An imminent human-rights crisis in Iraq has brought Surrey-White Rock’s Conservative MP Russ Hiebert together with government colleagues and opposition politicians in defending a group still classed by some as a terrorist organization.
But it’s feared they face the threat of assault or death before that, in the wake of attacks from the Iraqi military in 2009 and again this year, Hiebert said this week.
Some figures say as many as 50 camp residents have died in these attacks and more than 1,000 have been injured.
“There were 36 people killed in April,” Hiebert told Peace Arch News Thursday, acknowledging the PMOI – which has been linked to mortar attacks, bombings and assassinations of Iranian officials – has been classed, historically, as a terrorist group.
“They were defined as that in the past.”
But, he noted, “these people are unarmed and defenceless.”
Hiebert and other members of Parliament’s non-partisan Subcommittee on International Human Rights are calling for the Iraqi government to meet its obligations under international law, including extending the deadline for closure of the camp to give time for residents to seek asylum and allow the United Nations Human Rights Council time to consider and process applications.
“We also want to ensure that Camp Ashraf residents are not forcibly transferred to a country in which they face persecution,” Hiebert said at an all-party press conference Wednesday.
“Some have been in Iraq for decades,” he later told the Peace Arch News, adding that the human rights subcommittee would also like to see a United Nations resolution calling for blue-helmeted United Nations peacekeeping forces to oversee the resettlement process.
Characterized as refugees by the United Nations High Commisioner for Human Rights, the PMOI began in the 1960s as a militant leftist Iranian group opposed to the rule of the former Shah.
Following Iran’s Islamic revolution in 1979, group members were targeted as dissidents by the radical ruling clergy led by the Ayatollah Khomeini, and after exile in Paris, found a home in Saddam Hussein’s Iraq, where they supported the country in its eight year war against Iran.
With Hussein’s support, the PMOI consolidated its position as a military organization, and performed internal security for the Iraqi regime.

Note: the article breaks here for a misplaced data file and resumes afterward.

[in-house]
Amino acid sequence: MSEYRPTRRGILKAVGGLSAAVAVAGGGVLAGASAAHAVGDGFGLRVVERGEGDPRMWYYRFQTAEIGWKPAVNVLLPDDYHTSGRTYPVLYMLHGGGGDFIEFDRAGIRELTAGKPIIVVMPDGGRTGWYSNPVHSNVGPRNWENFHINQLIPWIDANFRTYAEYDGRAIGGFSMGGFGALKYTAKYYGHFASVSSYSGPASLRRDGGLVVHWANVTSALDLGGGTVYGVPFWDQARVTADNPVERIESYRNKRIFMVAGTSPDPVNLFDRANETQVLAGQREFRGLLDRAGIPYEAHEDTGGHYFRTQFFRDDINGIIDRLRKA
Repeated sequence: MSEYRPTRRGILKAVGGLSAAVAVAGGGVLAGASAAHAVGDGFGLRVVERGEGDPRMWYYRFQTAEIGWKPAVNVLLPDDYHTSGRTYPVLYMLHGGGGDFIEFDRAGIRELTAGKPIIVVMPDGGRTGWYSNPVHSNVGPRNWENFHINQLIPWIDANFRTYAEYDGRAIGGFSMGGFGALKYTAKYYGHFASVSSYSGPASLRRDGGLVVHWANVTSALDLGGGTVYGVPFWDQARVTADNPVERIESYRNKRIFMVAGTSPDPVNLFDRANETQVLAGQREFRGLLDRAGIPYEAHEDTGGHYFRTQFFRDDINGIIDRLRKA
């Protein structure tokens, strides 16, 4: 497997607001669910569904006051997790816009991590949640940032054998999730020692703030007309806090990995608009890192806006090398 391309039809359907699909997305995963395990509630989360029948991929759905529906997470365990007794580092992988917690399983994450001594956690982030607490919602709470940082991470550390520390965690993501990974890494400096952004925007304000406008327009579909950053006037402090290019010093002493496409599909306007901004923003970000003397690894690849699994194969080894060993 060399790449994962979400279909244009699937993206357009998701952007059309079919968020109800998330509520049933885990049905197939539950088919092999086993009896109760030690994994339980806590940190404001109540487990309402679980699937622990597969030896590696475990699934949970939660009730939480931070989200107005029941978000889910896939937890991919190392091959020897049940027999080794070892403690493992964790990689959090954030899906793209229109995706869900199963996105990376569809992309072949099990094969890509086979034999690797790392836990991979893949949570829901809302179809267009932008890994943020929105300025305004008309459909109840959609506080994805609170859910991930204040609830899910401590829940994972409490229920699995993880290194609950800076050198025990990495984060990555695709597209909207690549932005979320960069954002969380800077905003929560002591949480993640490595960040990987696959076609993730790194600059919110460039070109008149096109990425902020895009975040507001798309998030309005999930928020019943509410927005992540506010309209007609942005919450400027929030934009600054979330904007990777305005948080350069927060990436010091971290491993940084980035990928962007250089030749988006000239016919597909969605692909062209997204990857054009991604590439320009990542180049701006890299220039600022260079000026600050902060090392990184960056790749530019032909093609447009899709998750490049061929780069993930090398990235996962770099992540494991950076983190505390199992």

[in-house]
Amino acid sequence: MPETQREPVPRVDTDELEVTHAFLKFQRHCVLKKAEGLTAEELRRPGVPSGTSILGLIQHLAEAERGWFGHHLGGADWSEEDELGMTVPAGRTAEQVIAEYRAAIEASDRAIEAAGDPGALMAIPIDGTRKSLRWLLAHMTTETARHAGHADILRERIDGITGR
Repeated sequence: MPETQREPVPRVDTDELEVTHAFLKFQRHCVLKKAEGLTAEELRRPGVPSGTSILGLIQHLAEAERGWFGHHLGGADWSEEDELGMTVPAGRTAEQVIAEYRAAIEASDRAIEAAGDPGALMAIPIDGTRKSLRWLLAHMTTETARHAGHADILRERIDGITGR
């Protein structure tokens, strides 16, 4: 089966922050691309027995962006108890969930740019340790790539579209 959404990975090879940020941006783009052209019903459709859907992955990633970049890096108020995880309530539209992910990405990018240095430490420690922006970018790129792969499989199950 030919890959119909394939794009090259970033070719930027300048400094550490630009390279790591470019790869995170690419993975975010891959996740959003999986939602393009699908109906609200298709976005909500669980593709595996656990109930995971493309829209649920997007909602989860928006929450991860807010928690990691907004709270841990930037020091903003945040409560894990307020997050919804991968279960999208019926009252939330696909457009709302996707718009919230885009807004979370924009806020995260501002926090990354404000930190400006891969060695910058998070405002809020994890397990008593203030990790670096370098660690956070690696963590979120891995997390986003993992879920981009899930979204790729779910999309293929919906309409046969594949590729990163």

But at the end of the 2003 Iraq War the group voluntarily surrendered its munitions and weapons to Coalition forces, was party to a peaceful cease-fire, and was noted for co-operating with the Coalition.
The Dec. 31 deadline for the PMOI to leave Iraq coincides with the departure of the last U.S. forces from the country.
“Witness testimony has suggested the (current) Iraqi government is not terribly concerned about their security, and also that they are under pressure from Iran to deport (the PMOI) back there,” Hiebert said Thursday.
“It also suggests that, due to their association with the previous regime, the current government feels no obligation to protect them.”
Witness testimony has also said the Iraqi military is using loudspeakers to keep people in the camp sleepless, Hiebert added.
“The message seems to be not just that they have to leave, but that they are facing their doom,” he said.
Hiebert said Canada’s Minister of Foreign Affairs, John Baird, has been working with Canadian allies to keep up diplomatic pressure on the Iraqi government to protect the residents of Camp Ashraf and has directed Canadian officials to visit the camp and monitor the situation.
Citizenship and Immigration Minister Jason Kenney has also been raising Canada’s concerns with both the UN High Commissioner for Refugees, and a senior Iraqi cabinet member.
Hiebert said the pressure Canada and other countries can bring to bear on the Iraqi government is “substantial – if we’re united in our message.”
“Other governments are concerned about what Canada thinks – there’s no doubt about that – and we’re not alone in this. We’re calling on the governments of other countries to join us in asking for an extended deadline.”